26 ago. 2013

My Review: Julie and Julia (7/10)

"You are the butter to my bread, you are the breath to my life."

Julie and Julia felt like going to a fine restaurant to eat. It is not your typical fast food Hollywood movie, this is much more refined. Many people when going to the movies want to see some light film that will entertain them without having to think much about the performances, story, or dialogues (what I call fast-food). On the other hand there are some others (although fewer in number and much harder to please) that want to go to a movie that will make them think and feel like their time at the theater is productive and well spent. They go into the movie searching for good performances, great dialogues, or at least a decent story that hasnt been told before (which I compare it to the experience of going to a fine restaurant to eat). Well Julie and Julia falls into the fine restaurant category thanks to a great performance from the always reliable Meryl Streep, good supporting job by Stanley Tucci and Amy Adams. At times the movie can feel a little overcooked because you get the sensation the movie is so long and takes forever to end, but every time Streep is on screen she just shines and puts a smile on your face. Once again she plays a totally different role, she is such a versatile actress, and this time she has a very unique accent that is very sweet and funny at the same time. 

The film has two parallel stories that intertwine during the movie. They are both based on true stories. One of the stories takes place during the 1940s where Julia Childs played by the great Meryl Streep is moving to Paris with her husband (Tucci) because he works for the government and is going to work at the American consulate in Paris. From the beginning we know Julia Childs is a famous TV cook host and a writer as well, but the story focuses more on how she became so passionate about cooking and the decade it took her to write her first recipe cook book. Tucci and Streep are just wonderful together and their chemistry is great. He is always supporting her wife, especially when she is searching for her passion. They share the funniest scenes in the movie. The other story is about Julie played by Amy Adams, who lives in the post 9-11 days and works for a government agency where she helps people deal with the tragedy. She used to be a writer, but she seems to leave everything half-way. She also has a very supporting husband who wants her to find a passion as well and together they discover that she can blog about food. Julie identifies with Julia and decides to cook her more than 500 recipes in one year and blog about the experience each day.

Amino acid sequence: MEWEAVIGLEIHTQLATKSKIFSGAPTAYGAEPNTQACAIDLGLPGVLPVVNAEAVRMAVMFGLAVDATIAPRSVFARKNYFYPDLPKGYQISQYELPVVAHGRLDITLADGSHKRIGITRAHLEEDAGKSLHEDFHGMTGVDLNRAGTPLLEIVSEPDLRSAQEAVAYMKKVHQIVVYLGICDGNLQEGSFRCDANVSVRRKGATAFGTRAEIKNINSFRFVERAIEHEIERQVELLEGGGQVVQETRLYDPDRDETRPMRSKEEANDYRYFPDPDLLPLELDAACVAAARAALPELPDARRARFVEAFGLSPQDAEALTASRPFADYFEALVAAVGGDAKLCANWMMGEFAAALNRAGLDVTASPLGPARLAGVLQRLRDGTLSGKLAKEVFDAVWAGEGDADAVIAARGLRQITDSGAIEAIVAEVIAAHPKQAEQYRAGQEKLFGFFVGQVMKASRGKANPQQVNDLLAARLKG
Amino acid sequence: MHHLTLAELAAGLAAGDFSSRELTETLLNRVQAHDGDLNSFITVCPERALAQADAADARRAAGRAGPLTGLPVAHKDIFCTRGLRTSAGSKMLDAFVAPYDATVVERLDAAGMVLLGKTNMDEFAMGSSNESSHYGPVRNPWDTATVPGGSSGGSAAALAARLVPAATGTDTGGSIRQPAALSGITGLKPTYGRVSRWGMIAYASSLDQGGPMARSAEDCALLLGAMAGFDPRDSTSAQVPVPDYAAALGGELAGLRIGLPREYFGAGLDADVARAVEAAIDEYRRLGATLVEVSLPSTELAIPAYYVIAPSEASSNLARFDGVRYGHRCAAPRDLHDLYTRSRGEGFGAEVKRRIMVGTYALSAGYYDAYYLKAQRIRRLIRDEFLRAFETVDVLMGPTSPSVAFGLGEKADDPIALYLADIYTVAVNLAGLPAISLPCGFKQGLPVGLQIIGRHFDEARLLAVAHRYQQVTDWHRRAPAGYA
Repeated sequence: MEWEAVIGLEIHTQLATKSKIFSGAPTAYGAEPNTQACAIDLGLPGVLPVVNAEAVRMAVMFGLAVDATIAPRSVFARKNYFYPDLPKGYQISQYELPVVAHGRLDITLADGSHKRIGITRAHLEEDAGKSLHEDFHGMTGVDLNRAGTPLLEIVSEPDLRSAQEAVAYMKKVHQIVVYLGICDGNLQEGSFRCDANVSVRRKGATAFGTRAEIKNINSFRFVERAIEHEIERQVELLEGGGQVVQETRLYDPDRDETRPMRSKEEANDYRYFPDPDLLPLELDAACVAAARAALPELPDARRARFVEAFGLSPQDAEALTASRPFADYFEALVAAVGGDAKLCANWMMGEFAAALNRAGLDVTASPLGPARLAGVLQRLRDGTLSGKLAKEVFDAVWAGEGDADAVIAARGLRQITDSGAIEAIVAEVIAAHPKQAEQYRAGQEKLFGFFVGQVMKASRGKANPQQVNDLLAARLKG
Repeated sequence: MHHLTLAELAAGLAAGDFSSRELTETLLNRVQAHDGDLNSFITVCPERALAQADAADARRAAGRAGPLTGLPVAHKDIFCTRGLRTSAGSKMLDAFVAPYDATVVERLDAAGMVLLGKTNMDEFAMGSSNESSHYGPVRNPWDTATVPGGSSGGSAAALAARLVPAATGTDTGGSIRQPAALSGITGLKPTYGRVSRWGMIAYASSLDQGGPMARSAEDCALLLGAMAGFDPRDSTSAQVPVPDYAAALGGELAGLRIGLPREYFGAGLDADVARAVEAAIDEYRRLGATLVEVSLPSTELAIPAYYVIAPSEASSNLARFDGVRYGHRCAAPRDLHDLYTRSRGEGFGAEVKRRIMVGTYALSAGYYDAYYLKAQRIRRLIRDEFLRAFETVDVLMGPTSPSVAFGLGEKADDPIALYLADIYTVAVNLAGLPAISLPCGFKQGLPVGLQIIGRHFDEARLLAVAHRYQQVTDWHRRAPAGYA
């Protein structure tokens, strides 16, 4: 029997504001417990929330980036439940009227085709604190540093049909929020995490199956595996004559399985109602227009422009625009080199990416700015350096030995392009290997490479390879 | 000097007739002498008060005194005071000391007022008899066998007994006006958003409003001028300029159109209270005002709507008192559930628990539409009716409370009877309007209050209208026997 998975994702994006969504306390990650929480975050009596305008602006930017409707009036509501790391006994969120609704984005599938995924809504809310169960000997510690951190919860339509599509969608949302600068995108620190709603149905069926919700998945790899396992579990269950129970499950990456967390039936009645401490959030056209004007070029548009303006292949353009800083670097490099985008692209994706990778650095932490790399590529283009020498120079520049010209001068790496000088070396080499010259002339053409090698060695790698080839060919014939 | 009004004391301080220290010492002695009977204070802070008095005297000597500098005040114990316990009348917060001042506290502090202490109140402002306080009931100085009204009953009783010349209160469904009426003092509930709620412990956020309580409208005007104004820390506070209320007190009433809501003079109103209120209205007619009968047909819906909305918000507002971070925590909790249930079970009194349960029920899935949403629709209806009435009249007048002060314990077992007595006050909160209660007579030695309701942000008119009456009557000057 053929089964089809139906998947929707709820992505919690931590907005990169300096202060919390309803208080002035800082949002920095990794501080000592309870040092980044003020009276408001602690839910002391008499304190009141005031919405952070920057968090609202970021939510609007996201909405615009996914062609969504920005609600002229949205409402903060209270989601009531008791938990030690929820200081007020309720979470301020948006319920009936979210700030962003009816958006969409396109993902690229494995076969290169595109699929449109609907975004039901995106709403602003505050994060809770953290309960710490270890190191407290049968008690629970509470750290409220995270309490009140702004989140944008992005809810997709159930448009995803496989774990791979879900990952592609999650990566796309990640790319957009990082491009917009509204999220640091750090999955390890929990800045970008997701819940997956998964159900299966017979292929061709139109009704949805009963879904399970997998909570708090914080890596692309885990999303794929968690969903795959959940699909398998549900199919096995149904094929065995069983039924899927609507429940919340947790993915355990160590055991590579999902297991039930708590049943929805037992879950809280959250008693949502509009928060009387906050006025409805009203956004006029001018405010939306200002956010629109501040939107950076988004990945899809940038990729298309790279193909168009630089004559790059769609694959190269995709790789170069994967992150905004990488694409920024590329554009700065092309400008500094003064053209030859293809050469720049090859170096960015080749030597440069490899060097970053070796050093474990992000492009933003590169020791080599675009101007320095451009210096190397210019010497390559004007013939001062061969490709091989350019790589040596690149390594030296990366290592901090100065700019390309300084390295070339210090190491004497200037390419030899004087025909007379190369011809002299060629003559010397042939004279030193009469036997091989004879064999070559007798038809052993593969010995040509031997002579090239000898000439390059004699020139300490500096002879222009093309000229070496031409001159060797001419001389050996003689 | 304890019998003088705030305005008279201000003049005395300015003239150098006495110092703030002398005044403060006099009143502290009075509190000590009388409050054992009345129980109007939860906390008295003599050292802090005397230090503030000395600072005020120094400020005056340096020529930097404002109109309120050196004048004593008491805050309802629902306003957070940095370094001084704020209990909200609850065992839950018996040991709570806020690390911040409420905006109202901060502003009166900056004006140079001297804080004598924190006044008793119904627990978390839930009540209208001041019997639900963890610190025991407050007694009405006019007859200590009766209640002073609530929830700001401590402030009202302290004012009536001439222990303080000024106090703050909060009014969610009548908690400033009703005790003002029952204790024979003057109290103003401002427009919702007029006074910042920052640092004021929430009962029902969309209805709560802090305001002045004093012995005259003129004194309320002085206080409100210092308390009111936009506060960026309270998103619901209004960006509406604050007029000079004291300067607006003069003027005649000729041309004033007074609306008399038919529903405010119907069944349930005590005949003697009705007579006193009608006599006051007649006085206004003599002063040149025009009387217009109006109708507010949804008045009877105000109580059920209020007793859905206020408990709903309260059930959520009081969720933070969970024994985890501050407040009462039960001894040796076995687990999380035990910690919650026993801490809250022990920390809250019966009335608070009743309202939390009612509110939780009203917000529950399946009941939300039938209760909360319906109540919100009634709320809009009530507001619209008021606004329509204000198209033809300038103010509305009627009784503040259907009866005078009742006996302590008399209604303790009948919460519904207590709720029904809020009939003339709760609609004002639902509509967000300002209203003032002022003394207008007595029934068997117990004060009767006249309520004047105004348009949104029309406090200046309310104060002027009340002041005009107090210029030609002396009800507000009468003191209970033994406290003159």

Even though the movie might feel like it drags at times, the film works because of Meryl Streep. She is terrific and plays a very sweet and likeable character. Her voice is very funny and there is even a SNL clip where Dan Aykroid is playing Julia Childs that is probably one of the funniest scenes of the movie so I am glad they included the clip. It helped the viewers understand the true fame that Childs reached because the film explores her early days even though she was more than 40 when she began. Her performance was worthy of an Oscar nomination and the movie should have focused more on that story, not because Adams did a bad job, but because Streep was simply superb. The movie has a feel good message as well and teaches you that it is never too late to find your true passion in life and fight for it. This is a highly recommended movie if you are in the mood for fine cooking, but if you are more into a fast-food movie than this is probably a movie you will want to skip.

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